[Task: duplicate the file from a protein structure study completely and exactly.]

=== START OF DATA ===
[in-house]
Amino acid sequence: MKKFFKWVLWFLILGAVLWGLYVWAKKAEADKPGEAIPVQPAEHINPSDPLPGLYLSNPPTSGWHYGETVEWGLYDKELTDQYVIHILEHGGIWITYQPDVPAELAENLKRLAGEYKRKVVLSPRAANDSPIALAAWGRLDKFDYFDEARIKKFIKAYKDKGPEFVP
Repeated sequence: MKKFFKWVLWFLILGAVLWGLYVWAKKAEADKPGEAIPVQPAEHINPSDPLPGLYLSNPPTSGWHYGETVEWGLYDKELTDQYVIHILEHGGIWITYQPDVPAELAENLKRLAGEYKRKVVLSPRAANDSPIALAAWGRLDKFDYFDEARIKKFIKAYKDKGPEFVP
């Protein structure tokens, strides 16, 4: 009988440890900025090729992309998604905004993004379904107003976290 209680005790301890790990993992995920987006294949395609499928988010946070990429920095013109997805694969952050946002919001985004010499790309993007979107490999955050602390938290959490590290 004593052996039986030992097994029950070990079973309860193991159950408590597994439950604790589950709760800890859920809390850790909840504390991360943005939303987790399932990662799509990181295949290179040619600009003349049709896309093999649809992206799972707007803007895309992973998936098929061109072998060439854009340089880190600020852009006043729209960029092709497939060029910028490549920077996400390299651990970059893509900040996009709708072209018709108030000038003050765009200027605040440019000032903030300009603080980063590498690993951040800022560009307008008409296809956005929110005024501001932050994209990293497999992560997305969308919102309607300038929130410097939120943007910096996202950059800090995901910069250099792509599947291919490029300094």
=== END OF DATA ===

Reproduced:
[in-house]
Amino acid sequence: MKKFFKWVLWFLILGAVLWGLYVWAKKAEADKPGEAIPVQPAEHINPSDPLPGLYLSNPPTSGWHYGETVEWGLYDKELTDQYVIHILEHGGIWITYQPDVPAELAENLKRLAGEYKRKVVLSPRAANDSPIALAAWGRLDKFDYFDEARIKKFIKAYKDKGPEFVP
Repeated sequence: MKKFFKWVLWFLILGAVLWGLYVWAKKAEADKPGEAIPVQPAEHINPSDPLPGLYLSNPPTSGWHYGETVEWGLYDKELTDQYVIHILEHGGIWITYQPDVPAELAENLKRLAGEYKRKVVLSPRAANDSPIALAAWGRLDKFDYFDEARIKKFIKAYKDKGPEFVP
């Protein structure tokens, strides 16, 4: 009988440890900025090729992309998604905004993004379904107003976290 209680005790301890790990993992995920987006294949395609499928988010946070990429920095013109997805694969952050946002919001985004010499790309993007979107490999955050602390938290959490590290 004593052996039986030992097994029950070990079973309860193991159950408590597994439950604790589950709760800890859920809390850790909840504390991360943005939303987790399932990662799509990181295949290179040619600009003349049709896309093999649809992206799972707007803007895309992973998936098929061109072998060439854009340089880190600020852009006043729209960029092709497939060029910028490549920077996400390299651990970059893509900040996009709708072209018709108030000038003050765009200027605040440019000032903030300009603080980063590498690993951040800022560009307008008409296809956005929110005024501001932050994209990293497999992560997305969308919102309607300038929130410097939120943007910096996202950059800090995901910069250099792509599947291919490029300094």